Dungeon Hunter Alliance is probably the PlayStation Vita’s most generic launch title. That’s not to say it’s particularly bad, although it’s certainly not great either. It’s just so middle-of-the-road that it becomes difficult to describe. It just is. Playing Dungeon Hunter Alliance just becomes a thing you do, barely even thinking about why you’re doing it or what emotion it’s provoking.
Alliance is a dungeon crawler, based on levelling and loot collection. It features a vast array of items and options to customise and kit out your character, preparing him for battle with a selection of standard fantasy nasties. There’s nothing innovative, new or even particularly well implemented in Alliance but that’s not to say there won’t be an audience for it. This kind of gameplay is in demand and having it in a portable form is likely to be enough to make this popular with some, at least until a fresher alternative is available.[drop]This Vita version appears identical to the PSN version that was launched at a much lower price last year so if you’ve already played that and don’t want to relive that experience on the go then you should probably avoid this full-priced Vita release.
You begin by choosing a warrior, rogue or mage. All characters are male and they all look reasonably similar, at least as small as they appear on the screen. Your initial character type dictates your starting stats but from then on, you will level up and assign points to skills and traits yourself. Loot collection provides weaponry and armour but whether or not you can use that equipment will depend on how high your stats are in a number of areas like strength and dexterity.
If you’ve ever played a dungeon crawler before and have hazy memories of how it worked, you’ll be familiar with this. It’s almost as if Gameloft went down a checklist of the most important things a dungeon crawler needs and ticked off the bare minimum to make it into a game. There’s nothing to set it apart from others in the genre, except the platform it appears on. The limited character selection, absence of races and incredibly generic enemies are all just symptoms of a larger issue at play. Dungeon Hunter Alliance is a game which doesn’t really try to appeal. It’s made for a market and it seems that Gameloft had no desire to expand that market or excel within it. Just do enough to get by.
The gameplay is repetitive, as it often is in this style of game, but Dungeon Hunter Alliance really pushes the boundaries of the genre’s acceptable repetition. Lengthy sequences featuring wave after wave of identical enemies occasionally interspersed with a mid-level boss are fairly normal in this genre. However, when the three or four mid level bosses are the same, the waves of enemies in between identical and the local environments completely unchanging, tedium can set in. There are some nice scenic variations here, though. It’s just that they only come around when you enter new areas. Each dungeon itself is the same room and corridor section repeated a few dozen times.[drop2]There is something fairly innovative that Dungeon Hunter Alliance allows though: four player cooperative Ad Hoc or online multiplayer. This is no doubt the biggest selling point, not to mention the hook that the title hangs on.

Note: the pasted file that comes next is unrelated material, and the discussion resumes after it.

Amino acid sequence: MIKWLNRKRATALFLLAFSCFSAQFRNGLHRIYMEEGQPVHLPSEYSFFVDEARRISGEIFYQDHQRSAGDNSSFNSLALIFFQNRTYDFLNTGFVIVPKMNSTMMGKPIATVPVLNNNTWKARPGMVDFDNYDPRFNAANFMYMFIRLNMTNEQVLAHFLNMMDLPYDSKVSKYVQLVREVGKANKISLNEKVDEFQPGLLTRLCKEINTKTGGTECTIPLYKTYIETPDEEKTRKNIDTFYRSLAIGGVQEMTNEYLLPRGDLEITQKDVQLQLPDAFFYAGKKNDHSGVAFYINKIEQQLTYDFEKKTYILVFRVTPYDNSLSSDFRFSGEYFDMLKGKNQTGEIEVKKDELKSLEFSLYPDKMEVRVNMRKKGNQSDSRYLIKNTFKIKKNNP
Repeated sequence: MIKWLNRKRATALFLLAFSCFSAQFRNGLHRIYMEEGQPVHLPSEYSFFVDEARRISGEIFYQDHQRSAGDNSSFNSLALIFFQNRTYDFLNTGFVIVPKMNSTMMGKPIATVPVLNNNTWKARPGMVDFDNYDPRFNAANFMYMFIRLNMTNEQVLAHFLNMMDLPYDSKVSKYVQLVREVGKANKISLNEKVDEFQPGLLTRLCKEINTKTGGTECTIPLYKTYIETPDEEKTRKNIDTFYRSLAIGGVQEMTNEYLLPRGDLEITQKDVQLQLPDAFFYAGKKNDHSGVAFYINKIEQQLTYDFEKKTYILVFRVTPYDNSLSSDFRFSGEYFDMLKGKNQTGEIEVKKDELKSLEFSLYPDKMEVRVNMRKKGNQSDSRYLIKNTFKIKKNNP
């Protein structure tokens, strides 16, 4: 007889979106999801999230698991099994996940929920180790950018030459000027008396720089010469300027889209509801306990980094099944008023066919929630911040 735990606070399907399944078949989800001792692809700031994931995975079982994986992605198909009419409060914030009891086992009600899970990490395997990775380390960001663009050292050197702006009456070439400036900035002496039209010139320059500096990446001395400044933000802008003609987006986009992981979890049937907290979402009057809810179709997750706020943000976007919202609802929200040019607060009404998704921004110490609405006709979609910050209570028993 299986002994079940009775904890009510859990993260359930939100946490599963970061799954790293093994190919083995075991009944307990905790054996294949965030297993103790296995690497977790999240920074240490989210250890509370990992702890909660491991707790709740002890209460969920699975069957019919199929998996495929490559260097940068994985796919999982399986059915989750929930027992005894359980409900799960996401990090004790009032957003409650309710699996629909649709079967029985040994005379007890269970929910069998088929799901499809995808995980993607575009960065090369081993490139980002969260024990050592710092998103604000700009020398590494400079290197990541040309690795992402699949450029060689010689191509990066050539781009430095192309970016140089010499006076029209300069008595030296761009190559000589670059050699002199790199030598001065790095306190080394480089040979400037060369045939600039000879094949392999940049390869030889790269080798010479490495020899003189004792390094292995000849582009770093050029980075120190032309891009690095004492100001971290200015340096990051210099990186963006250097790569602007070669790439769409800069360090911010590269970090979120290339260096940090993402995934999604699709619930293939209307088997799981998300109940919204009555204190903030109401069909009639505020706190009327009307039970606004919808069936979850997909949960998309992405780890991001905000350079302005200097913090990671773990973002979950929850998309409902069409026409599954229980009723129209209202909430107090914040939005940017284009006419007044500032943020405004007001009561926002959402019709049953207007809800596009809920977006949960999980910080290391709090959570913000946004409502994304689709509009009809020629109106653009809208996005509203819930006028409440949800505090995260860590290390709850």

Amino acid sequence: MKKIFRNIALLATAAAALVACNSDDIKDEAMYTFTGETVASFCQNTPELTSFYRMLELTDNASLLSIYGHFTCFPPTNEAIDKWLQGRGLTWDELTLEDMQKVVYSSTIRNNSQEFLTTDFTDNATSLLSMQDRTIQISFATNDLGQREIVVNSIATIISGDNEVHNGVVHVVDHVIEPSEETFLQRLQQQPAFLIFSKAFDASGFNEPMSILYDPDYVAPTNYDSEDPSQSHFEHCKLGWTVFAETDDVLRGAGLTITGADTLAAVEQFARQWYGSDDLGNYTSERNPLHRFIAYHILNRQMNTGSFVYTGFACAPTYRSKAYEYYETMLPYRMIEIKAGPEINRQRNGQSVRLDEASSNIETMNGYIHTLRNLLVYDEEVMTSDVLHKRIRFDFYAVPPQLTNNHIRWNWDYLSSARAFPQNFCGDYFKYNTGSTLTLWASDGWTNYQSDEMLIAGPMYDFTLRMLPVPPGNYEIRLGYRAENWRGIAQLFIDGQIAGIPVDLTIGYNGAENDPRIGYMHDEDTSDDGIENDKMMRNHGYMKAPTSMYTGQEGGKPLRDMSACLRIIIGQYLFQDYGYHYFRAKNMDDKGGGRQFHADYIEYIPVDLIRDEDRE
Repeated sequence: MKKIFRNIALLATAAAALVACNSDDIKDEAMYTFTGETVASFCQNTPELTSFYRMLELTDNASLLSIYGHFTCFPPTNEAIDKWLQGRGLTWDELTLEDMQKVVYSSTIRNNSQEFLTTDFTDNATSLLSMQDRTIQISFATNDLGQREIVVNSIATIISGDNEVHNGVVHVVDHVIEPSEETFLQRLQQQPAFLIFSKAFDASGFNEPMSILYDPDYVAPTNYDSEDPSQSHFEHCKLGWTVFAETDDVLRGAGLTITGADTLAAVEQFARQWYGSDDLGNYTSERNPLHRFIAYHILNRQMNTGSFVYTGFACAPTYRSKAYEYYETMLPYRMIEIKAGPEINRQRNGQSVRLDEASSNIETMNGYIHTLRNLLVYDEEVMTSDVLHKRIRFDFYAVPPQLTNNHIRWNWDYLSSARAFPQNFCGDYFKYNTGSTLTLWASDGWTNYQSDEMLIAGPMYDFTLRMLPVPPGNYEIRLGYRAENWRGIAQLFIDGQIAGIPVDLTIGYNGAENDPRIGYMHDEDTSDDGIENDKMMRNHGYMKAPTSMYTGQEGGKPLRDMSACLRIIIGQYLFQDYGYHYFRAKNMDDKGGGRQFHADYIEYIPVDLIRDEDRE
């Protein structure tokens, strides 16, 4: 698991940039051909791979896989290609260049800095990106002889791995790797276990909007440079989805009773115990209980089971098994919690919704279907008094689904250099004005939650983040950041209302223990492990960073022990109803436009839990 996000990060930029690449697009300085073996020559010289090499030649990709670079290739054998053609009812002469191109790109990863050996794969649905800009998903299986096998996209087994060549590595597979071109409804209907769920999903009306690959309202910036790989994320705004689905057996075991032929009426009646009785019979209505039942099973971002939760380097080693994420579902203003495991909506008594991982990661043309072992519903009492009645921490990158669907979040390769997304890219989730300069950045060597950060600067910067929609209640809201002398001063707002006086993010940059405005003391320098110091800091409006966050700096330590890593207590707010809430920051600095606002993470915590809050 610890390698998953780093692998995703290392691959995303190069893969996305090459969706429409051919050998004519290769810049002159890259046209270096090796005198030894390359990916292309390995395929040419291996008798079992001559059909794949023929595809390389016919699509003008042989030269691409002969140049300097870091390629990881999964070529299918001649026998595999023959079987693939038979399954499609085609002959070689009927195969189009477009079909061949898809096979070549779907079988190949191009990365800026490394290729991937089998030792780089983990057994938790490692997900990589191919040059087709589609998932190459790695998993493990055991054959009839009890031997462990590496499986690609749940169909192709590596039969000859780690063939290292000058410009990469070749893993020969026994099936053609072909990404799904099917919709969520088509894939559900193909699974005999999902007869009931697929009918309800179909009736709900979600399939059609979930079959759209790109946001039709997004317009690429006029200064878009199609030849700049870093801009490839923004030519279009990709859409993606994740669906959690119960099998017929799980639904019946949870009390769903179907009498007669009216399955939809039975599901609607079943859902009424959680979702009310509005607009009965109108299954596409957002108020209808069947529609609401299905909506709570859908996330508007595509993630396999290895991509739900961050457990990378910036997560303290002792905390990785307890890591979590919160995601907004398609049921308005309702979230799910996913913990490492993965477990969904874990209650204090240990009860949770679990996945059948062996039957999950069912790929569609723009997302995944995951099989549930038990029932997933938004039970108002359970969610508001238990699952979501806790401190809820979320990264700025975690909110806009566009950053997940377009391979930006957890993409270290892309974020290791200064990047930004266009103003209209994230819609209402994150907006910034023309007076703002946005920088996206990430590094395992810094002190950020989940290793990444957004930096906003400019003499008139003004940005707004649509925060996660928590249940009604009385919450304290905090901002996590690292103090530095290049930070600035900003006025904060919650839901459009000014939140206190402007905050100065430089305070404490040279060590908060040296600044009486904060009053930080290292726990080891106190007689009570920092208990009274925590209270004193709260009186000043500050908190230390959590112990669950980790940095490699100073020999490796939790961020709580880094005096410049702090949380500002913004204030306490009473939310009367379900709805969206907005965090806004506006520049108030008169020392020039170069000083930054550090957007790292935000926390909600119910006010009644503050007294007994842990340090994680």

It certainly makes the experience more enjoyable to have other people, and other classes, involved and the way it drops in and out and works without lag is impressive but it’s not without issues. Loot is dealt out fairly evenly, with colour-coded drops but there’s no obvious trading mechanic so it can be frustrating to share things. With multiple players on screen, it can also get a little too busy and distracting, although that’s a small price to pay for the added tactical layer multiplayer brings.
Combat is another area of frustration. There’s no dodge mechanic and no block button so, with groups of enemies, it quickly becomes a kind of war of attrition as you button mash your standard attack, drink potions to refill health and mana and occasionally use one of the special attacks assigned to three remaining face buttons or the double tap on the touch screen to activate your fairy companion’s damaging area attack (which comes with a cool down period).
Once you reach level 25 (of 75), there is a “Pit of Trials” menu option which essentially allows you to take part in arena combat too. It’s a nice idea but the combat is one of the weakest points of the game so focussing on that aspect just confounds the issue and is likely to increase the frustration.
Vita’s novel controls are utilised, with the touch screen activating a large-scale area attack and the rear touch panel allowing you to guide your fairy companion around the screen (also possible with the right stick). In multiplayer, you can shake the console to revive fallen comrades too. Nothing too special but it all works well enough and doesn’t get in the way of the game’s traditional controls.
- It’s unique at this time on the Vita.
- Loot and levelling is complex and comprehensive.
- Multiplayer works well.
- It’s very generic and that makes it very forgettable.
- Limited character options to start.
- Combat is awkward and ultimately not very enjoyable.
Dungeon Hunter Alliance is not necessarily a bad game. It just doesn’t do anything to make itself memorable or stand out from a crowd. Luckily, for Gameloft and Ubisoft, at this stage in the Vita’s life there really isn’t a crowd to stand out from for fans of this genre.
It’s difficult to judge just how much demand there will be for this kind of game on Sony’s handheld and the pricing seems bizarre after what was essentially the same game sold on PSN last year at a quarter of the price. What Alliance does is add another genre to the launch catalogue of the Vita and in that regard, more choice is always welcome but if there is a large market for dungeon crawlers then we can’t help but think there will soon be much better offerings than this.